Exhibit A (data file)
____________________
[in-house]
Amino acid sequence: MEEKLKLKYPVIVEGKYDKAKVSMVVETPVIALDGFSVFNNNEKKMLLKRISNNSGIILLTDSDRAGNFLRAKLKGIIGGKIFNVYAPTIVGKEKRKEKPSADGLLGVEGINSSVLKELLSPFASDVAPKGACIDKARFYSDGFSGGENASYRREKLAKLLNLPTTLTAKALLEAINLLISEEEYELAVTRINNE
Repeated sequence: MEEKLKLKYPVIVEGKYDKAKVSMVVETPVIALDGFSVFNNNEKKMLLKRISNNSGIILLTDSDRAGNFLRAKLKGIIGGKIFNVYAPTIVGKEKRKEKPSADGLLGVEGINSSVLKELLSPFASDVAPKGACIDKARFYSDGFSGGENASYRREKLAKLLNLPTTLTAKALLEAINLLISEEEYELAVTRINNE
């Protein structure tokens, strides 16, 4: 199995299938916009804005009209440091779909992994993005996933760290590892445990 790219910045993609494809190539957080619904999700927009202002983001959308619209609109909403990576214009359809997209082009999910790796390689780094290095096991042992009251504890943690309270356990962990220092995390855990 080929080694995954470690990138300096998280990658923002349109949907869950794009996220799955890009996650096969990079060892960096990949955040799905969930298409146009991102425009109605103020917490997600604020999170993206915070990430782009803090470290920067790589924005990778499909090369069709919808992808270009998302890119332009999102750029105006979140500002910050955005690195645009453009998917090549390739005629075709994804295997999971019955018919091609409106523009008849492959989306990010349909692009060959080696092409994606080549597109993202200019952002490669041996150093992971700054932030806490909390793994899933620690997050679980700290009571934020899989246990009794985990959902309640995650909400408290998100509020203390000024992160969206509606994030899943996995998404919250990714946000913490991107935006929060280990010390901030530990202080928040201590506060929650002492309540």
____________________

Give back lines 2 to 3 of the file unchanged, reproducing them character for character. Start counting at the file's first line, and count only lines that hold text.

Amino acid sequence: MEEKLKLKYPVIVEGKYDKAKVSMVVETPVIALDGFSVFNNNEKKMLLKRISNNSGIILLTDSDRAGNFLRAKLKGIIGGKIFNVYAPTIVGKEKRKEKPSADGLLGVEGINSSVLKELLSPFASDVAPKGACIDKARFYSDGFSGGENASYRREKLAKLLNLPTTLTAKALLEAINLLISEEEYELAVTRINNE
Repeated sequence: MEEKLKLKYPVIVEGKYDKAKVSMVVETPVIALDGFSVFNNNEKKMLLKRISNNSGIILLTDSDRAGNFLRAKLKGIIGGKIFNVYAPTIVGKEKRKEKPSADGLLGVEGINSSVLKELLSPFASDVAPKGACIDKARFYSDGFSGGENASYRREKLAKLLNLPTTLTAKALLEAINLLISEEEYELAVTRINNE